A Sound Investment in our Children

A Move for the Kids Interview with the Evangelides Family

Mallory and Jennifer Evangelides with Mallory's father and brother

FHSR sat down with the amazing Mallory Evangelides, team captain for Mal’s Pals, and her mom Jennifer Evangelides, to chat about the Ann & Robert H. Lurie Children’s Hospital of Chicago’s Move for the Kids 5K Run/Walk event. Please join us at Move for the Kids on Sunday, May 19th at 9:00 am on the Chicago Lakefront! Register to walk or donate to support Mallory and Mal’s Pals,, FHSR, and the Lurie Audiology Department at: Join / Support Mal’s Pals and Move for the Kids! A lightly edited transcript is included below.

Hi Mallory! It is such a pleasure to see you and we are looking forward to another wonderful Move for the Kids with Mal’s Pals!  You walk to support Dr. Nancy Young and the Audiology Department at the Ann & Robert H. Lurie Children’s Hospital of Chicago (Lurie). Mallory, tell us a little bit about yourself.

Mallory: I am seven years old and in first grade. I like swimming, gymnastics and karate.  Science is my favorite subject in school because I get to explore stuff. And my family makes me giggle by tickling me, which makes me very happy!  I wear a cochlear implant. I call it a “coco,” but it is actually called a Neptune or a Naida. I also wear a hearing aid. I can only hear a little bit when I don’t have them on. I can hear a lot better when I wear them.

With us also is Mallory’s mother, Jennifer.  Jen, can you please explain how Mallory lose her hearing?

Jen: Mallory had bacterial meningitis when she was ten months old, and permanent hearing loss is a common complication for individuals who survive the infection. Mallory’s hearing loss was diagnosed by the audiology team at Lurie just one month after she was initially admitted to the hospital. She has profound loss in her right ear and moderate loss in her left ear.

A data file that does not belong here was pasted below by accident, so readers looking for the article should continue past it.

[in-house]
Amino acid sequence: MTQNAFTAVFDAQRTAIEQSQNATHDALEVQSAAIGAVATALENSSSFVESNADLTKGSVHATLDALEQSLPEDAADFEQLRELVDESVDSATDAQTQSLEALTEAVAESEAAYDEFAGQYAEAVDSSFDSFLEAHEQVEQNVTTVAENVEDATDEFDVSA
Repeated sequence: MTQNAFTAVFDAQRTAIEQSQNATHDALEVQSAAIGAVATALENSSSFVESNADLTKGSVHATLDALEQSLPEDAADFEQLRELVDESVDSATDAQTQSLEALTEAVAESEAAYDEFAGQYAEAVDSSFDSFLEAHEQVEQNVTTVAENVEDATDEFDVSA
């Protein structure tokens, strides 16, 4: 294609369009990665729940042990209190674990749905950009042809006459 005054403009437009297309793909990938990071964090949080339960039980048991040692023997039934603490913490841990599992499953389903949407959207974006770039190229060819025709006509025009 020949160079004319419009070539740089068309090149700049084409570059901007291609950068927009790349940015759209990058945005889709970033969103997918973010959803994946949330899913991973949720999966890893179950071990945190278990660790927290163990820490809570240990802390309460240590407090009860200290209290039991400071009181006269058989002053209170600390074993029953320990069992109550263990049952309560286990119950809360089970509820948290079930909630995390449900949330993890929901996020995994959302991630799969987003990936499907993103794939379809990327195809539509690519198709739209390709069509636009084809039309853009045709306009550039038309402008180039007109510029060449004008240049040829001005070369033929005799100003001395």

Wow that is an incredible story!  Is that when you first met the Audiology team and Dr. Nancy Young at Lurie Children’s Hospital?

Jen: The network of doctors and specialists at Lurie are truly remarkable, and they work incredibly fast on behalf of their patients. As an example, Mallory’s hearing loss was diagnosed by the Audiology team at Lurie late in the afternoon of December 18th, and we received a call from Dr. Young the very first thing on the morning of December 19th. Mallory was eleven months old at the time, and on our initial call with Dr. Young, she spoke with us about the type of hearing loss Mallory had experienced and explained that she was a candidate for a cochlear implant in her right ear. She walked me through the associated risks and benefits of this possibility and put me in touch with her assistant to schedule an immediate appointment for Mallory to be seen. This began a nearly year-long journey with Dr. Young and the rest of Mallory’s medical team to determine if a cochlear implant was the right decision for her.

How did you make the decision to have Mallory implanted?

Jen: Mallory was facing several overwhelming challenges as she recovered from meningitis – she was unable to move or walk or even drink liquids on her own. Hearing loss was only one of many factors we were striving to understand and work through with her vast team of medical experts, and all of it was new and unfamiliar to us. Being a patient at Lurie made all the difference in the world, as Dr. Young was able to consult regularly with Mallory’s neurologist, immunologist, and infectious disease physician to take all important factors of her health and recovery into consideration. Dr. Young was then able to help us understand and interpret what the data and insights meant, and together we all agreed moving forward with the cochlear implant surgery was the very best option for Mallory. Nearly six years later, we couldn’t be more thrilled and grateful for the choice we made!

What was the first thing you remember about Mallory after she got her first hearing aid?  Her cochlear implant? What was that experience like for her and your family?